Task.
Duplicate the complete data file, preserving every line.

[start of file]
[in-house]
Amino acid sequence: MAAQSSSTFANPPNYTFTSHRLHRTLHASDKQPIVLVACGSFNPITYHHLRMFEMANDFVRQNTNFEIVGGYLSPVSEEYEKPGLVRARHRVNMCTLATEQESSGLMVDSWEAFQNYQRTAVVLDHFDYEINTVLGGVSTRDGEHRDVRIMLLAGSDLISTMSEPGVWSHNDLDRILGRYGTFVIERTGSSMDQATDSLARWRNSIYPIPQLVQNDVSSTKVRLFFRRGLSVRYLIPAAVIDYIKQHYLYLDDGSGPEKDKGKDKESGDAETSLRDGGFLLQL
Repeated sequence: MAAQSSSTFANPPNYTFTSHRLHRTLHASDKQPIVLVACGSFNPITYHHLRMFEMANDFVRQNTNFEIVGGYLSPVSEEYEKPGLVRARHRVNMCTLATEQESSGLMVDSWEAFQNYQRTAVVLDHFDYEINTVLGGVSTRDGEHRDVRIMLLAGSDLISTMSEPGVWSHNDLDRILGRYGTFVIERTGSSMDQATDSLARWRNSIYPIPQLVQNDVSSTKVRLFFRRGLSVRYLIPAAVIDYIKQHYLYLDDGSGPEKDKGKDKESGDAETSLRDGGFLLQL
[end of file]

[in-house]
Amino acid sequence: MAAQSSSTFANPPNYTFTSHRLHRTLHASDKQPIVLVACGSFNPITYHHLRMFEMANDFVRQNTNFEIVGGYLSPVSEEYEKPGLVRARHRVNMCTLATEQESSGLMVDSWEAFQNYQRTAVVLDHFDYEINTVLGGVSTRDGEHRDVRIMLLAGSDLISTMSEPGVWSHNDLDRILGRYGTFVIERTGSSMDQATDSLARWRNSIYPIPQLVQNDVSSTKVRLFFRRGLSVRYLIPAAVIDYIKQHYLYLDDGSGPEKDKGKDKESGDAETSLRDGGFLLQL
Repeated sequence: MAAQSSSTFANPPNYTFTSHRLHRTLHASDKQPIVLVACGSFNPITYHHLRMFEMANDFVRQNTNFEIVGGYLSPVSEEYEKPGLVRARHRVNMCTLATEQESSGLMVDSWEAFQNYQRTAVVLDHFDYEINTVLGGVSTRDGEHRDVRIMLLAGSDLISTMSEPGVWSHNDLDRILGRYGTFVIERTGSSMDQATDSLARWRNSIYPIPQLVQNDVSSTKVRLFFRRGLSVRYLIPAAVIDYIKQHYLYLDDGSGPEKDKGKDKESGDAETSLRDGGFLLQL